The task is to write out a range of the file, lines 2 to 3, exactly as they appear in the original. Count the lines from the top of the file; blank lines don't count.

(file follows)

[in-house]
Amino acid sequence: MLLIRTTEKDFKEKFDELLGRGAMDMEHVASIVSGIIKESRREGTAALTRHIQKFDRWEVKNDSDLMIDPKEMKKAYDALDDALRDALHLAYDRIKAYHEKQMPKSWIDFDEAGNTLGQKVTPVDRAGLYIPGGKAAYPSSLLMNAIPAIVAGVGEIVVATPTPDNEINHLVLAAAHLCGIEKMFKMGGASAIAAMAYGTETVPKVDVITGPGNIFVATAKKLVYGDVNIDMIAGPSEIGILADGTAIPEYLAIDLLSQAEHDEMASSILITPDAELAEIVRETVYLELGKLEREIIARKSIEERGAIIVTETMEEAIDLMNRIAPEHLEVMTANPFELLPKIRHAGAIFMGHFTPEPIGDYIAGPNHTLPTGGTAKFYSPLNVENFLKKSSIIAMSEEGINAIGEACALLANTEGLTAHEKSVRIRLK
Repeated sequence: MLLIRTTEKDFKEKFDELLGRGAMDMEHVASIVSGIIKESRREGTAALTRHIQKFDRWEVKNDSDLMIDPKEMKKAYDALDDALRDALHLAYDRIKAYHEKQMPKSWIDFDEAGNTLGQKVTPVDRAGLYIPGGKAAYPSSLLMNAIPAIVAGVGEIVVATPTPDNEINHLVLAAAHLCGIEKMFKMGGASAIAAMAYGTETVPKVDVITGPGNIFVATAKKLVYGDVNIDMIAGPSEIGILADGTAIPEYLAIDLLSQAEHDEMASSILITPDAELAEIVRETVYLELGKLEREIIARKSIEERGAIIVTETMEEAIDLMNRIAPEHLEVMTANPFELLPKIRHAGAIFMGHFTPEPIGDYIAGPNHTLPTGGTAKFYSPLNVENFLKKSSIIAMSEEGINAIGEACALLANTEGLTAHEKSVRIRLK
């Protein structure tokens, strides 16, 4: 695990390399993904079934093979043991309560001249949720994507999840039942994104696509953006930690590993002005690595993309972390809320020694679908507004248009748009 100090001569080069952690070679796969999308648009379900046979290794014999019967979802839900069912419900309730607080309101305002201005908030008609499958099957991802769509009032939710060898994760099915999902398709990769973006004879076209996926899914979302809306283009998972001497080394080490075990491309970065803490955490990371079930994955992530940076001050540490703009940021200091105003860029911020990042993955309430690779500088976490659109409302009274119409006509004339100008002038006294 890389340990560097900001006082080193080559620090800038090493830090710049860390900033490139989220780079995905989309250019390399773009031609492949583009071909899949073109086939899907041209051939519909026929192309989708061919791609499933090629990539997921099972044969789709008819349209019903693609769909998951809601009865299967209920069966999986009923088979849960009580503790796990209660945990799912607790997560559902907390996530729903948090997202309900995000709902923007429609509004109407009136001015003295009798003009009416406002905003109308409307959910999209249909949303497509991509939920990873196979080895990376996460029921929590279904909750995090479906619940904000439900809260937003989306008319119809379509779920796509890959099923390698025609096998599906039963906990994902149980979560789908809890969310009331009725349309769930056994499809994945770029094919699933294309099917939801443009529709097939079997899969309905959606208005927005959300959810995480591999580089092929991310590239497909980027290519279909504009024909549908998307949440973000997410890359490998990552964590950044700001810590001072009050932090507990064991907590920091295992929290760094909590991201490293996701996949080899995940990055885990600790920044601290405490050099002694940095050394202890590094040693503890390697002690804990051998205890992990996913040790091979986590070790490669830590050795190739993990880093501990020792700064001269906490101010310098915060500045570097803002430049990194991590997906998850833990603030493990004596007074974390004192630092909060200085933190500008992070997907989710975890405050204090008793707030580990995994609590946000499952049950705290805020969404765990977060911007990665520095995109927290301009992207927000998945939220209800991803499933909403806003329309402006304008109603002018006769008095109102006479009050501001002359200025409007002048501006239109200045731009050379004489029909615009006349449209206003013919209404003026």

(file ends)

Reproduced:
Amino acid sequence: MLLIRTTEKDFKEKFDELLGRGAMDMEHVASIVSGIIKESRREGTAALTRHIQKFDRWEVKNDSDLMIDPKEMKKAYDALDDALRDALHLAYDRIKAYHEKQMPKSWIDFDEAGNTLGQKVTPVDRAGLYIPGGKAAYPSSLLMNAIPAIVAGVGEIVVATPTPDNEINHLVLAAAHLCGIEKMFKMGGASAIAAMAYGTETVPKVDVITGPGNIFVATAKKLVYGDVNIDMIAGPSEIGILADGTAIPEYLAIDLLSQAEHDEMASSILITPDAELAEIVRETVYLELGKLEREIIARKSIEERGAIIVTETMEEAIDLMNRIAPEHLEVMTANPFELLPKIRHAGAIFMGHFTPEPIGDYIAGPNHTLPTGGTAKFYSPLNVENFLKKSSIIAMSEEGINAIGEACALLANTEGLTAHEKSVRIRLK
Repeated sequence: MLLIRTTEKDFKEKFDELLGRGAMDMEHVASIVSGIIKESRREGTAALTRHIQKFDRWEVKNDSDLMIDPKEMKKAYDALDDALRDALHLAYDRIKAYHEKQMPKSWIDFDEAGNTLGQKVTPVDRAGLYIPGGKAAYPSSLLMNAIPAIVAGVGEIVVATPTPDNEINHLVLAAAHLCGIEKMFKMGGASAIAAMAYGTETVPKVDVITGPGNIFVATAKKLVYGDVNIDMIAGPSEIGILADGTAIPEYLAIDLLSQAEHDEMASSILITPDAELAEIVRETVYLELGKLEREIIARKSIEERGAIIVTETMEEAIDLMNRIAPEHLEVMTANPFELLPKIRHAGAIFMGHFTPEPIGDYIAGPNHTLPTGGTAKFYSPLNVENFLKKSSIIAMSEEGINAIGEACALLANTEGLTAHEKSVRIRLK